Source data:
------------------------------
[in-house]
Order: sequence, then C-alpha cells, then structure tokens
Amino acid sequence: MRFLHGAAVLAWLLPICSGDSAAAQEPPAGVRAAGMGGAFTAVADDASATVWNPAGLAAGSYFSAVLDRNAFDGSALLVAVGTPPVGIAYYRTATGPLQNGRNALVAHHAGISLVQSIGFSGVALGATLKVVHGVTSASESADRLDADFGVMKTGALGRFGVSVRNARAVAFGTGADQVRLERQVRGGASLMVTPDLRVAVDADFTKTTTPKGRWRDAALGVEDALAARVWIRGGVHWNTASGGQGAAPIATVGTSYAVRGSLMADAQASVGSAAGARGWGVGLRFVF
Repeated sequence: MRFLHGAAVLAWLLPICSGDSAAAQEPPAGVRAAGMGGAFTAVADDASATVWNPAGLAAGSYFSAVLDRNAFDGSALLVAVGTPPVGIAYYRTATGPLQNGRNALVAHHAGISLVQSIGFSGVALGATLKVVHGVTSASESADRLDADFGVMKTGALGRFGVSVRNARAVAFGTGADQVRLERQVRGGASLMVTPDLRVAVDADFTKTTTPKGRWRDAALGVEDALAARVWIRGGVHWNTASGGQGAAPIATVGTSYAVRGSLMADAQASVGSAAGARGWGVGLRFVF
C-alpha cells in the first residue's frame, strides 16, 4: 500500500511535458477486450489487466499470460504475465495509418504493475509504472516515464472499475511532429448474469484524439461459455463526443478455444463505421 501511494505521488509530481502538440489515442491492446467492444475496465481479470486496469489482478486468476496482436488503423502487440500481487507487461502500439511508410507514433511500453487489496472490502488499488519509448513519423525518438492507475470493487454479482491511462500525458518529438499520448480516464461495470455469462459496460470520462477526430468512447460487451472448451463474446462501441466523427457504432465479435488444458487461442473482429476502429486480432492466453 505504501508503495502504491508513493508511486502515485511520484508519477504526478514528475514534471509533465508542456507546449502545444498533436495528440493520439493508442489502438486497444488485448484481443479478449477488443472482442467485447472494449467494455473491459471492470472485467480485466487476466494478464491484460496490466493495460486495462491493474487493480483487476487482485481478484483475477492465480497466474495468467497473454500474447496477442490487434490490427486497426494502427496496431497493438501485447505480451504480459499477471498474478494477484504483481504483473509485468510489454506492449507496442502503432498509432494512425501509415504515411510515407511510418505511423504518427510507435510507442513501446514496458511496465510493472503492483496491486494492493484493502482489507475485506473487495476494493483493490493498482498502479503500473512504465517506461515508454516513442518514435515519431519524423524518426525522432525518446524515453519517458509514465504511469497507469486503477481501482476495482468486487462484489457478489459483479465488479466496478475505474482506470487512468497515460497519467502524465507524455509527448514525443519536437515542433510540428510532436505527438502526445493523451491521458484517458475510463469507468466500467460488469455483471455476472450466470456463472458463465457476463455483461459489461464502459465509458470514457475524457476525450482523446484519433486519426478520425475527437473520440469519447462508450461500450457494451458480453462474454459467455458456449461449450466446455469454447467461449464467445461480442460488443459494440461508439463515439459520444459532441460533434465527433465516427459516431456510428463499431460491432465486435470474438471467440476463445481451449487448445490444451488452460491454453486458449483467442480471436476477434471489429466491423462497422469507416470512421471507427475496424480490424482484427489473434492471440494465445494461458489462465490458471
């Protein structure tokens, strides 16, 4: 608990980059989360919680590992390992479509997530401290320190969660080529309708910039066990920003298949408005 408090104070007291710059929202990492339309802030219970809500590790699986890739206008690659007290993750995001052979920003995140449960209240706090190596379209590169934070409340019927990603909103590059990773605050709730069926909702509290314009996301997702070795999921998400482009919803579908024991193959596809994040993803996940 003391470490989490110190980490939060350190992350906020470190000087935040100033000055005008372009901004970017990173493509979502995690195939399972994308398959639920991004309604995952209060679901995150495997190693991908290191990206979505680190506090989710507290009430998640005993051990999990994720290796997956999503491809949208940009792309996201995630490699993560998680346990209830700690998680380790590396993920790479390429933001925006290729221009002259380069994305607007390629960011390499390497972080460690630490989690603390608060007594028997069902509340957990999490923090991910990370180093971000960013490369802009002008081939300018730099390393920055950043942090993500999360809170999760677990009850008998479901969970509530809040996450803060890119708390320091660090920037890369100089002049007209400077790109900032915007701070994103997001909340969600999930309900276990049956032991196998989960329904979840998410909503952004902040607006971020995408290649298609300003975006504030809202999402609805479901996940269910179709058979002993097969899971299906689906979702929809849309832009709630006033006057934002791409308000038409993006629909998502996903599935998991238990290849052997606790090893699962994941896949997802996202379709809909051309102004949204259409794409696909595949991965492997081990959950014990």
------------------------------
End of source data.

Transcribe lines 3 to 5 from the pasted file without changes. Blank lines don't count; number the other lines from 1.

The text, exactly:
Amino acid sequence: MRFLHGAAVLAWLLPICSGDSAAAQEPPAGVRAAGMGGAFTAVADDASATVWNPAGLAAGSYFSAVLDRNAFDGSALLVAVGTPPVGIAYYRTATGPLQNGRNALVAHHAGISLVQSIGFSGVALGATLKVVHGVTSASESADRLDADFGVMKTGALGRFGVSVRNARAVAFGTGADQVRLERQVRGGASLMVTPDLRVAVDADFTKTTTPKGRWRDAALGVEDALAARVWIRGGVHWNTASGGQGAAPIATVGTSYAVRGSLMADAQASVGSAAGARGWGVGLRFVF
Repeated sequence: MRFLHGAAVLAWLLPICSGDSAAAQEPPAGVRAAGMGGAFTAVADDASATVWNPAGLAAGSYFSAVLDRNAFDGSALLVAVGTPPVGIAYYRTATGPLQNGRNALVAHHAGISLVQSIGFSGVALGATLKVVHGVTSASESADRLDADFGVMKTGALGRFGVSVRNARAVAFGTGADQVRLERQVRGGASLMVTPDLRVAVDADFTKTTTPKGRWRDAALGVEDALAARVWIRGGVHWNTASGGQGAAPIATVGTSYAVRGSLMADAQASVGSAAGARGWGVGLRFVF
C-alpha cells in the first residue's frame, strides 16, 4: 500500500511535458477486450489487466499470460504475465495509418504493475509504472516515464472499475511532429448474469484524439461459455463526443478455444463505421 501511494505521488509530481502538440489515442491492446467492444475496465481479470486496469489482478486468476496482436488503423502487440500481487507487461502500439511508410507514433511500453487489496472490502488499488519509448513519423525518438492507475470493487454479482491511462500525458518529438499520448480516464461495470455469462459496460470520462477526430468512447460487451472448451463474446462501441466523427457504432465479435488444458487461442473482429476502429486480432492466453 505504501508503495502504491508513493508511486502515485511520484508519477504526478514528475514534471509533465508542456507546449502545444498533436495528440493520439493508442489502438486497444488485448484481443479478449477488443472482442467485447472494449467494455473491459471492470472485467480485466487476466494478464491484460496490466493495460486495462491493474487493480483487476487482485481478484483475477492465480497466474495468467497473454500474447496477442490487434490490427486497426494502427496496431497493438501485447505480451504480459499477471498474478494477484504483481504483473509485468510489454506492449507496442502503432498509432494512425501509415504515411510515407511510418505511423504518427510507435510507442513501446514496458511496465510493472503492483496491486494492493484493502482489507475485506473487495476494493483493490493498482498502479503500473512504465517506461515508454516513442518514435515519431519524423524518426525522432525518446524515453519517458509514465504511469497507469486503477481501482476495482468486487462484489457478489459483479465488479466496478475505474482506470487512468497515460497519467502524465507524455509527448514525443519536437515542433510540428510532436505527438502526445493523451491521458484517458475510463469507468466500467460488469455483471455476472450466470456463472458463465457476463455483461459489461464502459465509458470514457475524457476525450482523446484519433486519426478520425475527437473520440469519447462508450461500450457494451458480453462474454459467455458456449461449450466446455469454447467461449464467445461480442460488443459494440461508439463515439459520444459532441460533434465527433465516427459516431456510428463499431460491432465486435470474438471467440476463445481451449487448445490444451488452460491454453486458449483467442480471436476477434471489429466491423462497422469507416470512421471507427475496424480490424482484427489473434492471440494465445494461458489462465490458471